Taiwan

Highways and Byways: Stepping off the road

Highways and Byways: Stepping off the road


Looking back on four years of “Highways and Byways”

  • Steven Crook/Special Correspondent

I have reached the end of this particular path. After 49 months and 172 articles, Highways & Byways is retiring to make room for other voices.

I will still contribute travel articles to this newspaper from time to time and continue my twice-monthly environment column. However, from now on, I can be a selfish tourist.

When I go somewhere by bus, I will stop paying attention to the parking space. If I ride a motorcycle, I don’t have to think too much about people who want to take public transportation to the same place. On a hot day, if I don’t want to go any further, I’m not going – even if I suspect there’s something around the corner that would be interesting to Taipei Times readers.

Photo: Steven Crook

Don’t get me wrong: I enjoy every hike. Seeing so much Taiwan, the occasional blisters, sunburn and mosquito bites are worth it. Some destinations were disappointing, but far more than expected. And I can’t think of a trip I regret.

demystify

When I tell them that maps are more useful than social media, when I tell them that maps are more useful than social media, if someone asks me how to find some of the more obscure spots I cover in Highways and Byways, they often express surprise. For example, on an online map, I first noticed the former Japanese Navy Fengshan Wireless Telecommunications Station in Kaohsiung (Radio Wave, 26 October 2018).

P13 220819 Chiang Cijin

Photo: Steven Crook

Staring at the map isn’t my only old-school habit. On buses and trains, I look out the window while other passengers are fascinated by their smartphones. Eager to enter the wild valleys that can be seen by the high-speed rail from Kaohsiung to Taitung, on a journey eastward, I studied the unpaved road parallel to the Southern Link Railway with the intensity of a spy.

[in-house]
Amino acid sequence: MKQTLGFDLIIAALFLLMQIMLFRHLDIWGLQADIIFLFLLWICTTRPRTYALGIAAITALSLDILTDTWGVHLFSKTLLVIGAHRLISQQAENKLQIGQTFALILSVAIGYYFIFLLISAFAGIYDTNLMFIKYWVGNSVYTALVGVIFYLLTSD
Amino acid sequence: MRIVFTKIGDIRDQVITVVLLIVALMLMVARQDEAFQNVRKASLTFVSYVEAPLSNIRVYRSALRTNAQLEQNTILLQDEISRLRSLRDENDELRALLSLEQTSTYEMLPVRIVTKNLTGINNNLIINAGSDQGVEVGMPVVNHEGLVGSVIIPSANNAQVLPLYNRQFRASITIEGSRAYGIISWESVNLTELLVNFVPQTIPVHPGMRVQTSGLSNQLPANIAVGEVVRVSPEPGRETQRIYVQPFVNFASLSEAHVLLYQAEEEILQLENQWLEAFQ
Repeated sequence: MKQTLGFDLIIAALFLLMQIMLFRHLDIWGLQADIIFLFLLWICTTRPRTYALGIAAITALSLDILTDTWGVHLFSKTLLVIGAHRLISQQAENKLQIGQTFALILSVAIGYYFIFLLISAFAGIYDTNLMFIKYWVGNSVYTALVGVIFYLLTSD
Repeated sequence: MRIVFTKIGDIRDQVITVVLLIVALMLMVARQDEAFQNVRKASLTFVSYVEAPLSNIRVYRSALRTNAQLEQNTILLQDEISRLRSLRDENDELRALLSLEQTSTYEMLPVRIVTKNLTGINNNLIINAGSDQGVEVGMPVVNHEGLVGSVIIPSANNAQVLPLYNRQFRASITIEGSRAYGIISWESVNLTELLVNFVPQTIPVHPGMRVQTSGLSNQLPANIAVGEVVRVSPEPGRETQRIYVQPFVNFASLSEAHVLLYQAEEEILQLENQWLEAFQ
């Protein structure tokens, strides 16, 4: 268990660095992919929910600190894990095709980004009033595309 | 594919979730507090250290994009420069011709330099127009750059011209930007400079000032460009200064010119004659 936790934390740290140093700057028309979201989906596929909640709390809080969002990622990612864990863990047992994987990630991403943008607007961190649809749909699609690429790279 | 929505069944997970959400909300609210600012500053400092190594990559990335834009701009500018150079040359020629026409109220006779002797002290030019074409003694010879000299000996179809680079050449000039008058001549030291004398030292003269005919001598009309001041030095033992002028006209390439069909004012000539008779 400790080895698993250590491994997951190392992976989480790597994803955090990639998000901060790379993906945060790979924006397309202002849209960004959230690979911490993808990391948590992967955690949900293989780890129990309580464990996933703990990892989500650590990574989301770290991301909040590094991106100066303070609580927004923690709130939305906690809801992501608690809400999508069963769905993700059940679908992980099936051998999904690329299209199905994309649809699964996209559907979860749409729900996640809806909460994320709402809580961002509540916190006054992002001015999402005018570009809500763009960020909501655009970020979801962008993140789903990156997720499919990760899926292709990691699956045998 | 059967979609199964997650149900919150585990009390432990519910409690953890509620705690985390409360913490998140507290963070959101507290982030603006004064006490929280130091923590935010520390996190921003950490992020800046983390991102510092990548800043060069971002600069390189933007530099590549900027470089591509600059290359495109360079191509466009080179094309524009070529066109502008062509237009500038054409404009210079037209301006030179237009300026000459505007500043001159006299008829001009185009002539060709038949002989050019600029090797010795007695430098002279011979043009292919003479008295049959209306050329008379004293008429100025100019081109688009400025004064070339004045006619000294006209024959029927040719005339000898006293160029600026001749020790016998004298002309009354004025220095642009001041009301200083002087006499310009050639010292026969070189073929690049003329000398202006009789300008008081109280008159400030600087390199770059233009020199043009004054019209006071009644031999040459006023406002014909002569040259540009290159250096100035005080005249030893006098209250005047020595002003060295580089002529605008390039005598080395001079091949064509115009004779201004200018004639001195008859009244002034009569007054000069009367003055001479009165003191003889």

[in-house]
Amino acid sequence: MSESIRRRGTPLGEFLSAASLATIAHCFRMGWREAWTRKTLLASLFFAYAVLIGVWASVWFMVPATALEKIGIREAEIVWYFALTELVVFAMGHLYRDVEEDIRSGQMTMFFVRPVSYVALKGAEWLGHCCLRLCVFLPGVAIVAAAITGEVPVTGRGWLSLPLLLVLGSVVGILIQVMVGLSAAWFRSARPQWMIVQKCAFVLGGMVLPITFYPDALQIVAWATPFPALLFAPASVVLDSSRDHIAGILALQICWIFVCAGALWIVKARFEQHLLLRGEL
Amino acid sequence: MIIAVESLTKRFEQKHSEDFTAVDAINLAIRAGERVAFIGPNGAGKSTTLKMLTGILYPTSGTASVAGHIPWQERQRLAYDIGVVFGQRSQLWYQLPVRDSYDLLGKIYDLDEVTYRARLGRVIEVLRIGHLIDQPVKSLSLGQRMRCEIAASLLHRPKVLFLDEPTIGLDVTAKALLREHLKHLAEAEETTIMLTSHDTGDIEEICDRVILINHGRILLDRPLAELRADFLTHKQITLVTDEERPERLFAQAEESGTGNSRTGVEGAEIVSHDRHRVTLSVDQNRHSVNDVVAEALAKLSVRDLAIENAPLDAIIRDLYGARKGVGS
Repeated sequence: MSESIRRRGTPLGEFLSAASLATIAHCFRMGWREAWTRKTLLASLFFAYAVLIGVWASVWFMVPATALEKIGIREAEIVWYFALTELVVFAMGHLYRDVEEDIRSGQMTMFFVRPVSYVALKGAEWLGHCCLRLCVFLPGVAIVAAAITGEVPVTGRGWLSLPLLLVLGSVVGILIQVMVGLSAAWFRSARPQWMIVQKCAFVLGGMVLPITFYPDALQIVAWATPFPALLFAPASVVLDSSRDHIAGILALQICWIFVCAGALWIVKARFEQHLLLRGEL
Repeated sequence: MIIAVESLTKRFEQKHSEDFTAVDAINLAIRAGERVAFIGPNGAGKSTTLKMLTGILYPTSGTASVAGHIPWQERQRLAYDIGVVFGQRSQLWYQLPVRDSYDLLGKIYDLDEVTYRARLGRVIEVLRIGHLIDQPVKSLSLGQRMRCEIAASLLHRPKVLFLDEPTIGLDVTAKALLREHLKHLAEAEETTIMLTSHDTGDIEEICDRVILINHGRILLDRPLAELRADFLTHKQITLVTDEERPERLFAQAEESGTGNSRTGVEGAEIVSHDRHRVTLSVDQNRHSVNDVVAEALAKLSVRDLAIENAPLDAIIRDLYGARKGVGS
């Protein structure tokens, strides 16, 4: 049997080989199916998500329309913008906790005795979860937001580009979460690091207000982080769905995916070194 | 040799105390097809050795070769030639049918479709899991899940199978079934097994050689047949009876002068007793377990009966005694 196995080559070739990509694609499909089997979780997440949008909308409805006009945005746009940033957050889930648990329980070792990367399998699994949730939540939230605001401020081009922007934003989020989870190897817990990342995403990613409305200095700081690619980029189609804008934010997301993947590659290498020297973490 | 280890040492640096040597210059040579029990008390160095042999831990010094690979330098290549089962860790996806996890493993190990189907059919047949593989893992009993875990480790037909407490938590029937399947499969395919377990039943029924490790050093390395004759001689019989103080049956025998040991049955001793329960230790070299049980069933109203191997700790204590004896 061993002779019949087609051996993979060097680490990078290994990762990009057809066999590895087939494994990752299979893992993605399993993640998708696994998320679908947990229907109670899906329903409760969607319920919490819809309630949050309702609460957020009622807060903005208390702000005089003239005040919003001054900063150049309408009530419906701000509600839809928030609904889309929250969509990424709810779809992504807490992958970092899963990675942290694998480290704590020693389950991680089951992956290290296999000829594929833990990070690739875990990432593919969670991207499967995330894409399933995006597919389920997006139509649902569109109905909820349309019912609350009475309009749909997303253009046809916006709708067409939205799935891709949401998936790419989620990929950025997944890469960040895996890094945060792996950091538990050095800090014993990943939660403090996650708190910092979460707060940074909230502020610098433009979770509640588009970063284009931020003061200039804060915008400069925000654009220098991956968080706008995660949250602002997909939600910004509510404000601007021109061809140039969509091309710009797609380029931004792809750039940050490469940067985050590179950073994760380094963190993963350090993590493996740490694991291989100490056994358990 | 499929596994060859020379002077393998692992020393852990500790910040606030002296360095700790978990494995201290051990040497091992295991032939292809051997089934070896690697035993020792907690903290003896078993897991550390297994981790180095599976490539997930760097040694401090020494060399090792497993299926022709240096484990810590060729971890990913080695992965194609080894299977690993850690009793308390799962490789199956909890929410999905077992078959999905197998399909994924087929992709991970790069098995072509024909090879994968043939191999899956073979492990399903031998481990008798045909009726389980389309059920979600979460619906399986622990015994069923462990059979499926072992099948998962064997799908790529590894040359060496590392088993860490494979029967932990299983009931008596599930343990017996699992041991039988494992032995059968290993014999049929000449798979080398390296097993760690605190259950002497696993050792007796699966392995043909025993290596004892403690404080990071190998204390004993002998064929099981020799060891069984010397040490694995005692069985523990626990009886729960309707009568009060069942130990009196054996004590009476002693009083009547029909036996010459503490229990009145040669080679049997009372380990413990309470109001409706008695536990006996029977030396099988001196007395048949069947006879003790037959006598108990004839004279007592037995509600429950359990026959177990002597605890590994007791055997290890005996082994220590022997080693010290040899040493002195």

A few weeks later, I came back on my bike for an unforgettable day exploring the Fangshan Creek watershed. On November 30, 2018, my account of that expedition (“Roads Built for Train Positioning”) was published.

Last year, a friend told me that the elevated steel alley mentioned in my article had been demolished. Cyclists now have to ride on gravel and cross multiple creeks – it just goes to show that anything I write should be taken as a snapshot. Due to earthquakes and typhoons, Taiwan’s landscape is rarely permanent, even in places with minimal human impact.

P13 220819 Chukuangkeng

Photo: Steven Crook

Unlike the wildly popular Southern Ring Road, Taiwan’s early enthusiasm for nuclear energy drew staunch opposition. Perhaps it’s no surprise that scientists running the country’s only research reactor are eager to show me and explain how nuclear technology can benefit humanity (“Blue Pool”, 17 Jan 2020).

avoid the usual angles

Taiwan travel notes are mainly based on food, mountains and rivers, and religious culture. So finding a good topic that isn’t related to these topics, like a research heap, gives me a special satisfaction. This, along with my love of industrial heritage, made visiting and writing about the mines (“Petroleum and Popsicles in Remote Miaoli”, 28 May 2021) one of the highlights of last year. Earlier, I mentioned those more intriguing destinations that I dared to hope. Chu Kuangkeng definitely belongs to this category.